Your spine helps hold up your body so you can walk, run and play sports. A healthy spine gently curves in and out between your neck and low back, while a spine with scoliosis curves from side to side. Commonly occurring in adolescents just before puberty, roughly three million new cases of scoliosis are diagnosed in the United States every year.

"Most diagnosed cases of pediatric scoliosis are mild," said Dr. Jaren Riley, orthopedic surgeon/scoliosis specialist at Rocky Mountain Pediatric OrthoONE. "A scoliosis specialist can help monitor your child and see if the condition worsens as they get older."


Sometimes scoliosis is easy to see because the curve in the spine can make the body tilt to one side or the other, causing one shoulder to be higher than the other or one shoulder blade to stick out more than the other. With a twisted spine, one side of the ribcage might stick out more. A routine physical exam will help your doctor make a diagnosis and examine the severity of the condition. Doctors measure scoliosis curves in degrees:

  • A mild curve - Less than 20 degrees
  • A moderate curve - Between 25 degrees and 40 degrees
  • A severe curve - More than 50 degrees

"If your doctor diagnoses scoliosis, he or she may refer you to an orthopedic specialist," said Dr. Riley. "They see lots of teens with scoliosis and can decide if you need treatment."

If scoliosis isn't obvious from a physical exam, your doctor may diagnose it from a medical history because scoliosis is hereditary.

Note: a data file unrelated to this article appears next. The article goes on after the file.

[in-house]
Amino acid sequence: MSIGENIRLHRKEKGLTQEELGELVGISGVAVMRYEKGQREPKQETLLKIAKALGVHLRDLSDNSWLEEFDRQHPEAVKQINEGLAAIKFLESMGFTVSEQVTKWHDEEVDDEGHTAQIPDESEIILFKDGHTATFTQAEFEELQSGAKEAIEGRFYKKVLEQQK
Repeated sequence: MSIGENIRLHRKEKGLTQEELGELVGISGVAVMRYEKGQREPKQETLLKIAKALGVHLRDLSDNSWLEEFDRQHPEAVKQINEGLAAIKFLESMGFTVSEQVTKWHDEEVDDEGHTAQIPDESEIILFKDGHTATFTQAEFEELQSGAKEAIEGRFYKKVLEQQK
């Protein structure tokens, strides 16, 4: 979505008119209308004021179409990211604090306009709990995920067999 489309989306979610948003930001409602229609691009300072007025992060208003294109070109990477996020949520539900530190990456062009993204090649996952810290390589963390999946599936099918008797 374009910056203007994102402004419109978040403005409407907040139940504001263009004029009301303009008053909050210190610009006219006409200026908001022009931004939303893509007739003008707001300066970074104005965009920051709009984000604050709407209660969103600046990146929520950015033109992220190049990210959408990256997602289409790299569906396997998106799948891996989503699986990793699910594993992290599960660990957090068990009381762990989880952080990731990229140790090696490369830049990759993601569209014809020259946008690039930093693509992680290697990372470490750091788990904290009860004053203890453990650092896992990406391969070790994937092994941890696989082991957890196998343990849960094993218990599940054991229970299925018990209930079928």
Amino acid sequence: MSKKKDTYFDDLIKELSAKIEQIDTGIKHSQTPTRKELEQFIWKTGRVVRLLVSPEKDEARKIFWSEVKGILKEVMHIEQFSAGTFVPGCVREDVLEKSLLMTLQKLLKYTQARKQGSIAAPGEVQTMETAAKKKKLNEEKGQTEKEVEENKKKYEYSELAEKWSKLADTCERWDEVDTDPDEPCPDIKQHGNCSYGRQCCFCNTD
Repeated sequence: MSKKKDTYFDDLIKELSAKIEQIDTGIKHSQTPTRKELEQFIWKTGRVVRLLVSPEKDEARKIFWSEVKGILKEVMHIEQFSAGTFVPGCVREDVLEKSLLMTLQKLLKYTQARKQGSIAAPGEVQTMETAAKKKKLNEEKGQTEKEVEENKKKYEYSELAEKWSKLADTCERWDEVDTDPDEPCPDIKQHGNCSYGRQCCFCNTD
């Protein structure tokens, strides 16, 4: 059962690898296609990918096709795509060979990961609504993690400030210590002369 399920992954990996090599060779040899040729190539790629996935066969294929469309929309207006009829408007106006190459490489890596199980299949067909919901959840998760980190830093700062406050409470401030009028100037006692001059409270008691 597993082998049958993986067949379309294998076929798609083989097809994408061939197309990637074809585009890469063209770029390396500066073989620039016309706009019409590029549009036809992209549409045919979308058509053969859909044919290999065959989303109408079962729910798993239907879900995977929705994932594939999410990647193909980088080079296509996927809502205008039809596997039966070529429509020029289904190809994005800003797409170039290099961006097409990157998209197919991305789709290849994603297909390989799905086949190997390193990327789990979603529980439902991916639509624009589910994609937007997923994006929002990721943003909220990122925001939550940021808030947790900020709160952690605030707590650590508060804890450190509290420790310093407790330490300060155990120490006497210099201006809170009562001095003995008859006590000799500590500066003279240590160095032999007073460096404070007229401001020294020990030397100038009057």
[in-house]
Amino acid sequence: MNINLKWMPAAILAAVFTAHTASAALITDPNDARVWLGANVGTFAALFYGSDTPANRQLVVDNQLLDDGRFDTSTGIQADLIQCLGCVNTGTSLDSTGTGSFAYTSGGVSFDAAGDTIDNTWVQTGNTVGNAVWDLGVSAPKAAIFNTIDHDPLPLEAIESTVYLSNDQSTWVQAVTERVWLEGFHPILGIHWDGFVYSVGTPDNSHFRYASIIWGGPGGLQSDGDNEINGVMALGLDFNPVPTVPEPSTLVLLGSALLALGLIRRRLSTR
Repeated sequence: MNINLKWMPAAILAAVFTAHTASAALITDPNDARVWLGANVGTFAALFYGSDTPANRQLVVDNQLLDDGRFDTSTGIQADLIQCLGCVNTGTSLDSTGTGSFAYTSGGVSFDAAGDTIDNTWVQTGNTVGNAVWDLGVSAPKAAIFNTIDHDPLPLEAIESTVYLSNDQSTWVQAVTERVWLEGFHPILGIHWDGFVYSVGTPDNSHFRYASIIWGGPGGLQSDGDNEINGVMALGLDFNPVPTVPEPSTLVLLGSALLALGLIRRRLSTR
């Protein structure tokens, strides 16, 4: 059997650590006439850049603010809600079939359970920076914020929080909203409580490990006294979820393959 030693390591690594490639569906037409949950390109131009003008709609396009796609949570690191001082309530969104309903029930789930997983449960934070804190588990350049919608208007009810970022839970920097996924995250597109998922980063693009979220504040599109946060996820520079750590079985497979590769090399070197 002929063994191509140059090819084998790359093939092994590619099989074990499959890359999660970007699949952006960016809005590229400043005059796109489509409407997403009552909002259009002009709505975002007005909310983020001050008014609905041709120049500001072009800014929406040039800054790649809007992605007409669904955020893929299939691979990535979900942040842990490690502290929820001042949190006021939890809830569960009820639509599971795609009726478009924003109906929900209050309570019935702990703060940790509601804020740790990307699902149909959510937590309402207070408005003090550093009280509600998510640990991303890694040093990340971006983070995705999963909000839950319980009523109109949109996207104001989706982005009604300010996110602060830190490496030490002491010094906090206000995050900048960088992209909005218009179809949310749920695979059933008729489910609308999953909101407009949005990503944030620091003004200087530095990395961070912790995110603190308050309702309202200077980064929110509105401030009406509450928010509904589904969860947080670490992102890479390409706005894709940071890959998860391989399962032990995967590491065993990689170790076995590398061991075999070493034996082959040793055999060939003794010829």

While most cases of scoliosis are mild, some children need medical intervention to prevent developing spinal deformities that continue as they grow.

"Severe scoliosis can be disabling," said Dr. Riley. "A severe spinal curve can reduce the space inside the chest and make proper lung function difficult."

Treatment options for more severe cases of scoliosis may include:

Braces: If a brace is necessary, an orthopedic specialist will decide which type and how it needs to be worn. A brace won't make the spine straight, but it will hold the spine in place to keep the curvature from getting worse.

Surgery: Some teens with severe scoliosis need a spinal fusion where an orthopedic surgeon straightens the spine and holds it in place with rods and screws. The surgeon then puts in bone grafts to fuse some of the vertebrae together.


As long as people with scoliosis receive proper treatment early on, they are often able to live full and active lives. If you suspect scoliosis, make an appointment here.

Dr. Jaren Riley, MD talks about Scoliosis